The effective application of technology is integral to the internal operations of the school too, particularly when concerning the Community Engagement Team. Having an efficient Admissions process can often be the crucial point in a family’s decision to join a school community. All enquiries (via telephone, emails, and web) forms need to be logged, applications need to be processed, and consultations need to be booked. This careful tapestry is underpinned by the diligence of our Admission Director and the presence of CRM tools such as iSAMs and Hubspot , which enable an efficient and positive experience for existing and prospective families.
A bespoke app, Google Analytics, Canva, InDesign, and Facebook are just a few of the tools that our Communications Manager expertly utilises to develop, deliver emails, post notifications and analyze data so that we can hone our targeting and messaging.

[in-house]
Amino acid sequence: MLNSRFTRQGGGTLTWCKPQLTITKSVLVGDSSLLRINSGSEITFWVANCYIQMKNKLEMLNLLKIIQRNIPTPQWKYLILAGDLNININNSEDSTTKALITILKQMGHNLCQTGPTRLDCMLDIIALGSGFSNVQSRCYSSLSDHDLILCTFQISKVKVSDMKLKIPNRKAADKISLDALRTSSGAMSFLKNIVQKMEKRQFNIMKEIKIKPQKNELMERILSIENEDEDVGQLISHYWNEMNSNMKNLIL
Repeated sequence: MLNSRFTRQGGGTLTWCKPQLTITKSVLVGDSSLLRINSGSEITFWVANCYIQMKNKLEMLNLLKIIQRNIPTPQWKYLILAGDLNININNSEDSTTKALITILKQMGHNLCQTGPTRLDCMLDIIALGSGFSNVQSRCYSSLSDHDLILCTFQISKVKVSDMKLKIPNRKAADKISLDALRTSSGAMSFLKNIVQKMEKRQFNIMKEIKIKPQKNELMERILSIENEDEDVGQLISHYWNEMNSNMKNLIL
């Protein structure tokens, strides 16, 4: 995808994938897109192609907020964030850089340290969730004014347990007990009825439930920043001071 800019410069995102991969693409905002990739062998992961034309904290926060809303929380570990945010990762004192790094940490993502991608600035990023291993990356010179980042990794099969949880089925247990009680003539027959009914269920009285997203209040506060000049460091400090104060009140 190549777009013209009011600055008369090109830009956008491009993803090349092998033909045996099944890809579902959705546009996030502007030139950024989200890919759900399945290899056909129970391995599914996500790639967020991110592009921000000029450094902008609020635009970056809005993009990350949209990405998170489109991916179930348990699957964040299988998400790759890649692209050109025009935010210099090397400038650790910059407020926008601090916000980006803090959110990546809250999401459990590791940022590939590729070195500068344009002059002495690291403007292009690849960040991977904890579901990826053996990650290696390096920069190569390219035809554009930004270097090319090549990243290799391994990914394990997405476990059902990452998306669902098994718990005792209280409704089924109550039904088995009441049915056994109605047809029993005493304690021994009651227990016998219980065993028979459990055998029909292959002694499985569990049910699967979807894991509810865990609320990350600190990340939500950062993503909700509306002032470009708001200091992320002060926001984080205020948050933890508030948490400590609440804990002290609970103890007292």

The school has a commitment to sustainability and we only print materials when absolutely necessary - online content is used regularly to engage with our community.
Returning to the question of this blog - ‘myth vs. reality’ - it seems clear to me that technology in schools is the result of a naturally symbiotic relationship between education and the digital revolution. This is a relationship that is extremely beneficial now and will continue to be beneficial in the future. The entire community not only benefits from convenience, practicality, and expedience, but we also thrive through the creation of a more engaging environment, the ability to incorporate different teaching and learning styles, improved collaboration, and ultimately preparing students, teachers, and parents for the future.
Trust me when I say this: if my 7-year-old daughter has better mastery of Microsoft PowerPoint than I do, then something about the integration of technology into education is extremely positive.